01 Jun Help is Available for Women Who Suffer from Pelvic Organ Prolapse, Which Affects Half of Women Over Their Lifetimes
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June 1, 2021
Help is Available for Women Who Suffer from Pelvic Organ Prolapse, Which Affects Half of Women Over Their Lifetimes
June is pelvic organ prolapse awareness month, advocates urge women not to suffer in silence
JACKSONVILLE, Fla. – Too often, the stigma surrounding a little-known but surprisingly common condition has kept women suffering in silence because of embarrassing or frustrating symptoms that may interfere with a more active lifestyle. Pelvic organ prolapse (POP) is estimated to affect half of all women at some point in their lifetime, and June is POP Awareness Month to focus on spreading awareness, destigmatizing, and normalizing the medical condition that affects nearly 3.9 billion women around the world.
Most commonly caused by either childbirth or menopause, POP occurs when tissues and muscles of the pelvic floor weaken and can no longer support the pelvic organs, allowing the organs to slip into the vaginal canal.
Sherrie Palm, Founder of the Association for Pelvic Organ Prolapse Support (APOPS), is dedicated to bridging the gap in understanding the condition by creating a space for women to share their experiences. She founded APOPS, a federally recognized 501(c)(3) nonprofit, in 2010 with the goal of expanding awareness while uniting women, physicians, researchers, academics, industry, and policymakers.
POP can be treated through medication, therapy, or a surgical procedure, but a Gallup survey found that 37% of women put off medical procedures due to cost and 35% do so because of inconvenience.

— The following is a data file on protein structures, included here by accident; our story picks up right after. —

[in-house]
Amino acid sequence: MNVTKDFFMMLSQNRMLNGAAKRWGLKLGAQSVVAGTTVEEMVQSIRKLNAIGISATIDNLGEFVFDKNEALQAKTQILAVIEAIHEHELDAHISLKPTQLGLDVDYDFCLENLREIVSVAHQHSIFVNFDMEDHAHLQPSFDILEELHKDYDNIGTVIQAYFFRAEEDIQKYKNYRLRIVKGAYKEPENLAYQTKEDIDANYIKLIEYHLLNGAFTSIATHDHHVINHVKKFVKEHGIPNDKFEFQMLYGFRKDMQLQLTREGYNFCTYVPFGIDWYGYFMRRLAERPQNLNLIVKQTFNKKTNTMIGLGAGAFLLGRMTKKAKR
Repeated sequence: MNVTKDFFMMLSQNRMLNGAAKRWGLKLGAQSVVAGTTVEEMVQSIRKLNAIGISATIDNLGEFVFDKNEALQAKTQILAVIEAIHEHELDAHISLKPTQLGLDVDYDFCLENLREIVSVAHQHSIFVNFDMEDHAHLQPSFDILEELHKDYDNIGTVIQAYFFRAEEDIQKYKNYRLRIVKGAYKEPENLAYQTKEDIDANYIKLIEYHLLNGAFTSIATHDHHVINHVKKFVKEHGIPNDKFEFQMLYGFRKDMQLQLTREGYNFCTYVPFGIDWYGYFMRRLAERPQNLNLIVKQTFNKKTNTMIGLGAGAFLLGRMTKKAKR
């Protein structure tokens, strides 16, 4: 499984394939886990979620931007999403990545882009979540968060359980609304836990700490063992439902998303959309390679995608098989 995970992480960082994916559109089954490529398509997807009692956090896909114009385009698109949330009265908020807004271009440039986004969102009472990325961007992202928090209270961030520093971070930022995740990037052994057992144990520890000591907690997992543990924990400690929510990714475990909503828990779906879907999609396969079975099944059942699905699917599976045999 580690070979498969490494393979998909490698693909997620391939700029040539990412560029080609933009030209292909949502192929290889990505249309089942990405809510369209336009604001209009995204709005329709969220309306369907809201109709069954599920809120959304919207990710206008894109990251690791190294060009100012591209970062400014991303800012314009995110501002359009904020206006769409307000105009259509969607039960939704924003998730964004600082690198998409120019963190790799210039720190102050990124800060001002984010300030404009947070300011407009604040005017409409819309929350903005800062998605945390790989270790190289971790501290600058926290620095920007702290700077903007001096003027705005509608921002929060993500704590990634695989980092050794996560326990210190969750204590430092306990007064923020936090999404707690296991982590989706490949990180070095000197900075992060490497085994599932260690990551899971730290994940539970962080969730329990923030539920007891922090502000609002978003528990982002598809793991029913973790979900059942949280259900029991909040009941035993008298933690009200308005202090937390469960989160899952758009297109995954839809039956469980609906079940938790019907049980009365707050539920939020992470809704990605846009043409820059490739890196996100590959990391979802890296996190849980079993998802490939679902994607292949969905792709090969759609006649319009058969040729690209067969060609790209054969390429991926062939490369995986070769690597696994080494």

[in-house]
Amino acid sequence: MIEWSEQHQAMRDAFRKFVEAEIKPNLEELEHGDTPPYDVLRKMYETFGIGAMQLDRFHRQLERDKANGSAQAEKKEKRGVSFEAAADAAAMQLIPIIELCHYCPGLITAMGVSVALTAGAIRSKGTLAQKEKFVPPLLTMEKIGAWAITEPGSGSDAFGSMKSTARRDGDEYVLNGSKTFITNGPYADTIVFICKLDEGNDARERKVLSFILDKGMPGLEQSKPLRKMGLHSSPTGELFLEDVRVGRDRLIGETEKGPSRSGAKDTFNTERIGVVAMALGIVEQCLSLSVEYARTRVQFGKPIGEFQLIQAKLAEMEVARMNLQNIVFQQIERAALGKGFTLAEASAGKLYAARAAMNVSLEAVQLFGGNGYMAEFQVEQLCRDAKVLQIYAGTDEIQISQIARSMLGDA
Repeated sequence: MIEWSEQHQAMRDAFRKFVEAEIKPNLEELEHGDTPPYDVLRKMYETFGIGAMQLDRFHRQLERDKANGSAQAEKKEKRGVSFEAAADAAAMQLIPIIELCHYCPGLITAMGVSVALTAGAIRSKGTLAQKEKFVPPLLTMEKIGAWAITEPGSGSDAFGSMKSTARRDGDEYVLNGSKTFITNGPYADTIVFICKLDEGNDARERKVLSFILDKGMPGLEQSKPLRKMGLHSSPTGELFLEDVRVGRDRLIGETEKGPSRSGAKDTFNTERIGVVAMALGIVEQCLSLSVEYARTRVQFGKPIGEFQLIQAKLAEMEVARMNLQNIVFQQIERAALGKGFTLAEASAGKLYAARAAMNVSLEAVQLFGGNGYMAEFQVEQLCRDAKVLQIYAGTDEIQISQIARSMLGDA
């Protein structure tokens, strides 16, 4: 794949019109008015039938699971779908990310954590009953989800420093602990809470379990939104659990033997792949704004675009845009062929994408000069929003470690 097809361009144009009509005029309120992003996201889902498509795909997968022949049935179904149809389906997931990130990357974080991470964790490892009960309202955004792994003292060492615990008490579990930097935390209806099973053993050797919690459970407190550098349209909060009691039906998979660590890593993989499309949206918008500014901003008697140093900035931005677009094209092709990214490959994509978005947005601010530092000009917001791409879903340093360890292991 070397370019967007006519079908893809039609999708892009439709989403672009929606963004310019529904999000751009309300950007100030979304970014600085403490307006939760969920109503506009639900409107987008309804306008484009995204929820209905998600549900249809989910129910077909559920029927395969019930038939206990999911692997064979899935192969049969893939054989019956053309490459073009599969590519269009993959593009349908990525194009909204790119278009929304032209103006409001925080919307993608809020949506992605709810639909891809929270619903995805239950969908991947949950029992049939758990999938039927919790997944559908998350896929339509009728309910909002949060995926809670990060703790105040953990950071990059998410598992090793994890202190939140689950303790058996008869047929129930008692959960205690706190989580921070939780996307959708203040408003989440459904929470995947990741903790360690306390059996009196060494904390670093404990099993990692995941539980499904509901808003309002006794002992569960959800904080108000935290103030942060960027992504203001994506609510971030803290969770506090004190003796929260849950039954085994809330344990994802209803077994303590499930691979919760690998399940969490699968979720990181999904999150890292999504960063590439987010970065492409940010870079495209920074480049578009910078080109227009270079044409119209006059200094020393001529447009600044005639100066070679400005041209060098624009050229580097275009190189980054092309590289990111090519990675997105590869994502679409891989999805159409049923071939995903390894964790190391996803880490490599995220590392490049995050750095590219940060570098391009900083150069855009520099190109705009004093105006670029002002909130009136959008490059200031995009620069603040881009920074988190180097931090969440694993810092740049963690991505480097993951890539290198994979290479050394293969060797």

“These essential treatments are often coded as elective or experimental procedures. It’s a challenge for nearly any woman to meet the financial demands of the condition without insurance,” said Palm, who has experienced POP herself. “These treatments, procedures, and devices are essential to improving quality of life for women with POP.”
“We were shocked to learn that 50% of women suffer from this condition, yet more than one-third of the most common procedures are paid out-of-pocket by these women. Women pay nearly $750 a year from their own resources treating POP-related symptoms,” said Betsy Giordano, COO of Care Cap Plus, an innovative healthcare finance company. “No one should have to go without treatment which is why we are working with providers to bring an interest and fee-free alternative to medical expenses.”
Care Cap Plus focuses on delivering compassionate and responsible financing models to make medical care more affordable and accessible for all patients, while helping medical providers grow their own practices. With Care Cap Plus, patients no longer have to delay necessary or preventive healthcare treatments due to affordability issues or high deductibles. Unlike other healthcare payment options, Care Cap Plus provides interest and fee-free payment plans to patients of participating providers, extending care to those who otherwise could not afford it.
Care Cap Plus, LLC enables healthcare providers to bridge the increasing gap between patient out-of-pocket expenses and available payment options. Care Cap Plus facilitates “no fine print,” zero-interest, plus zero-fee payment plans for providers, allowing patients to pay for elective or other procedures not covered by insurance without taking on a loan from a third party. Care Cap Plus payment plans allow partner providers to accept patients with subprime credit. For more information about Care Cap Plus, visit https://carecapplus.com/.
The Association for Pelvic Organ Prolapse Support (APOPS) is a nonprofit founded in 2010 to generate awareness of pelvic organ prolapse (POP) and to provide support and guidance to women navigating the physical, emotional, social, sexual, fitness, and employment impacts of this common, cryptic women’s health condition. APOPS is dedicated to advancing global pelvic organ prolapse awareness, while also offering women a space to share their experiences and learn more about POP. For more information about APOPS, visit https://www.pelvicorganprolapsesupport.org/.